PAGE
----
Starring: Richard Gere, Jennifer Lopez, Susan Sarandon, Lisa
Ann Walter, Stanley Tucci. Rated PG-13.
Dance? (1996) was a
touching, albeit quaint Japanese import that documented one middle-aged
businessman’s struggle against the tedium of routine and the quiet desperation
of his home life. One night, on the train ride home, he glimpses a beautiful
woman standing in the window of a ballroom-dancing school. Her forlorn
expression seems to reflect the emptiness in his soul, and soon, piqued by
curiosity and something akin to a youthful crush, he finds himself learning the
rumba and the waltz, revitalizing his tired spirit in the process.
remake, starring Richard Gere and Jennifer Lopez, stays stringently faithful to
the original, careful not to tamper with a winning formula. But the modest
charms of Masayuki Suo’s original get lost in translation, and 2004’s Shall
We Dance? is slick
schlock, weighed down by bland, underdeveloped characters and a script with all
the sensibilities of a tired sitcom.
What were they
thinking? Was Gere so determined to reprise his acclaimed song-and-dance turn
in Chicago that he
enlisted in a project so utterly devoid of energy? Did J.Lo bother to read a
script that reduces her to so much window dressing, muttering inanities like, “A
man with a handkerchief? I didn’t know they made those anymore”? And couldn’t
someone have spared Stanley Tucci the indignity of his role as the flamboyant
Link Peterson, a businessman-by-day, dancer-by-night whose defining
characteristic is his baldness?
The story is
simple. John Clark (Gere) is a devoted husband and father who has lost his
mojo. Much to his surprise, he rediscovers it through his sudden passion for
dance, inspired, of course, by his desire to bed Jenny from the Bronx. When his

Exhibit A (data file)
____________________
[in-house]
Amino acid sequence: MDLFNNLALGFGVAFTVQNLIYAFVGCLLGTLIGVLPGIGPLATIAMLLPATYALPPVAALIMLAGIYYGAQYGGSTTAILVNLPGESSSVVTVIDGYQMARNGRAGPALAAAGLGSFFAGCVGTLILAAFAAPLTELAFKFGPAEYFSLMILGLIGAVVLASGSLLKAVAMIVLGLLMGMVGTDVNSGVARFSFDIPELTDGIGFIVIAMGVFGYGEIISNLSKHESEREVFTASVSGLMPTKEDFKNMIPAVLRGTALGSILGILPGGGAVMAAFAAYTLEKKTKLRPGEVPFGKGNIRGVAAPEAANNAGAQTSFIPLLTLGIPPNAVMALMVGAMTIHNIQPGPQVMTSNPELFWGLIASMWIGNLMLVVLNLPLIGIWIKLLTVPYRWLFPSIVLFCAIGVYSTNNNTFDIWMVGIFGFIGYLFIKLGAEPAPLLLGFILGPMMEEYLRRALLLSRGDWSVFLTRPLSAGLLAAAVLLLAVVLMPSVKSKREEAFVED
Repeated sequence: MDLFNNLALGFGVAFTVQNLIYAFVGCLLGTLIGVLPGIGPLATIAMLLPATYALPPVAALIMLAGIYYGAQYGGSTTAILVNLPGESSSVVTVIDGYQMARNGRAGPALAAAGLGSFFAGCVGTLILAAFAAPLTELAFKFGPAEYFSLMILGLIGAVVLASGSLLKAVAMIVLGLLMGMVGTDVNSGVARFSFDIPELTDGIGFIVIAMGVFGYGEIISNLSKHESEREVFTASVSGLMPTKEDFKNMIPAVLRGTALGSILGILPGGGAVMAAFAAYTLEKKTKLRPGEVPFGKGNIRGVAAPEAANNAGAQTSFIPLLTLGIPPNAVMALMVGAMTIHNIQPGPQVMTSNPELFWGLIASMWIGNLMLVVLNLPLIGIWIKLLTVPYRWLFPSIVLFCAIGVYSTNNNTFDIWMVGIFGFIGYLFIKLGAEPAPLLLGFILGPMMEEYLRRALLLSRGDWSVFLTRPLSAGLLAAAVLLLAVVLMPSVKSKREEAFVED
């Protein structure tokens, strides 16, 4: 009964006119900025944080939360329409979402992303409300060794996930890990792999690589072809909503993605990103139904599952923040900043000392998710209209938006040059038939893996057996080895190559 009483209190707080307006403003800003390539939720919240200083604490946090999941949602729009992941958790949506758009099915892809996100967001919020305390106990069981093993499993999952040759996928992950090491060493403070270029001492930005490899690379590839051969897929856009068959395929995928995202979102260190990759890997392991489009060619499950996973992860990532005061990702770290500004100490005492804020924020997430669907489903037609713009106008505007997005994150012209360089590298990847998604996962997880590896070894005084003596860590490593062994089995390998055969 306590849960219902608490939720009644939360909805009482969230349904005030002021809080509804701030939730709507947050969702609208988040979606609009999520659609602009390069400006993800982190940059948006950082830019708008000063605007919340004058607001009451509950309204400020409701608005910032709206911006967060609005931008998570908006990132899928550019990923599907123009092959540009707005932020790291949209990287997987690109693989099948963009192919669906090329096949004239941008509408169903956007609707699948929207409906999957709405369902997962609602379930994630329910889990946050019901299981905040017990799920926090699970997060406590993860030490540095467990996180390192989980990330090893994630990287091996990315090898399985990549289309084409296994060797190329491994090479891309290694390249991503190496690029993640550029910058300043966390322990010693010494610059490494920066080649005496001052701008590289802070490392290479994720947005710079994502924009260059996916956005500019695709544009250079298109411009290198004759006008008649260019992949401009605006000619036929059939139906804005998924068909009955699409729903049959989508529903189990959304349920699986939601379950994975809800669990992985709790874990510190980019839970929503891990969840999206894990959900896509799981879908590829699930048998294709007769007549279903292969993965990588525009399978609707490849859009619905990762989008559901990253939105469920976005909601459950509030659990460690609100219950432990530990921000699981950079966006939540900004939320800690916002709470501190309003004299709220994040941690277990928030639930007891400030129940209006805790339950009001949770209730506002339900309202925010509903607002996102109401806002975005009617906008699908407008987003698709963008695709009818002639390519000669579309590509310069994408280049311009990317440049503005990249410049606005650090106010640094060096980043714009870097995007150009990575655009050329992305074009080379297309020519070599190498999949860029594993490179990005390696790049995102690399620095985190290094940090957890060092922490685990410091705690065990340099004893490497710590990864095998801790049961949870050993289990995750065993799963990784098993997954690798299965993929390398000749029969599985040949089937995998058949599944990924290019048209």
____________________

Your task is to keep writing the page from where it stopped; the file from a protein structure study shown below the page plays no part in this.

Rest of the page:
advances are rebuffed, John briefly considers leaving the dance studio for
good, but a strange thing happens on the way to the inevitable ballroom
competition looming ahead: John realizes that all this fancy footwork is
injecting some joie into his vivre.
Beverly (Susan Sarandon), John’s suspicious wife, begins to wonder what’s
keeping her husband out so late and, for that matter, why he’s dancing with
himself, Billy Idol-style, into the wee hours. So she does what any intelligent
woman would do – she hires a private detective! (Asking might have worked, too,
but this is the kind of movie where characters are required to act like
buffoons in order to push forward a plot that would self-destruct if anyone
used a little common sense.)
While Beverly is
temporarily oh-so-relieved to learn that John hasn’t been cheating, she’s stung
and more than a little confused by his failure to come clean about his unlikely
hobby – not to mention his clumsily contrived friendship with the breathtaking
Paulina (Lopez). John spends the rest of the movie trying to please both women,
wearing out his new dancing shoes in the process.
Based in a
Japanese society that regarded ballroom dancing as a scandalous diversion, the
original Shall We Dance? suggested
that the foxtrot and the cha-cha could be both
spiritually invigorating and erotic. Director Peter Chelsom’s remake seems to
find in dance a source of crude slapstick humor, complete with pratfalls,
splitting dresses and tumbling hairpieces. It is a mostly charmless affair, meandering
toward a forced and rather obvious conclusion.